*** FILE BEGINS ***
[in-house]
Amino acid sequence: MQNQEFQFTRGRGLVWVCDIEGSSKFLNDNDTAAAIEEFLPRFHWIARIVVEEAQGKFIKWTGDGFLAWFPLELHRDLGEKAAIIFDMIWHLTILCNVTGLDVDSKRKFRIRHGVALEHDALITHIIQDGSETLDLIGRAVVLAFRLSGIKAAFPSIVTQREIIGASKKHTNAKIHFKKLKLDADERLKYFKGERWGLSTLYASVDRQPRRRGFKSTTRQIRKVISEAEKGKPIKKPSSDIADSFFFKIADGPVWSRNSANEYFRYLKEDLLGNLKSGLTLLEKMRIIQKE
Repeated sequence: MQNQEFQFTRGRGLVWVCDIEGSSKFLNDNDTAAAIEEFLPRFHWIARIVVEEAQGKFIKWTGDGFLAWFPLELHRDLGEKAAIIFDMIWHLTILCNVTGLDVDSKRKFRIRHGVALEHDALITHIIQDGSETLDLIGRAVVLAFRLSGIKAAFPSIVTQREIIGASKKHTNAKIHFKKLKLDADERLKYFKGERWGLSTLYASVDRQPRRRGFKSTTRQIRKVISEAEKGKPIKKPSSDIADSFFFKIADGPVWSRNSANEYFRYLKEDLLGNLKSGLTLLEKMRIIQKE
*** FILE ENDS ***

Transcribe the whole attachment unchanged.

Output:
[in-house]
Amino acid sequence: MQNQEFQFTRGRGLVWVCDIEGSSKFLNDNDTAAAIEEFLPRFHWIARIVVEEAQGKFIKWTGDGFLAWFPLELHRDLGEKAAIIFDMIWHLTILCNVTGLDVDSKRKFRIRHGVALEHDALITHIIQDGSETLDLIGRAVVLAFRLSGIKAAFPSIVTQREIIGASKKHTNAKIHFKKLKLDADERLKYFKGERWGLSTLYASVDRQPRRRGFKSTTRQIRKVISEAEKGKPIKKPSSDIADSFFFKIADGPVWSRNSANEYFRYLKEDLLGNLKSGLTLLEKMRIIQKE
Repeated sequence: MQNQEFQFTRGRGLVWVCDIEGSSKFLNDNDTAAAIEEFLPRFHWIARIVVEEAQGKFIKWTGDGFLAWFPLELHRDLGEKAAIIFDMIWHLTILCNVTGLDVDSKRKFRIRHGVALEHDALITHIIQDGSETLDLIGRAVVLAFRLSGIKAAFPSIVTQREIIGASKKHTNAKIHFKKLKLDADERLKYFKGERWGLSTLYASVDRQPRRRGFKSTTRQIRKVISEAEKGKPIKKPSSDIADSFFFKIADGPVWSRNSANEYFRYLKEDLLGNLKSGLTLLEKMRIIQKE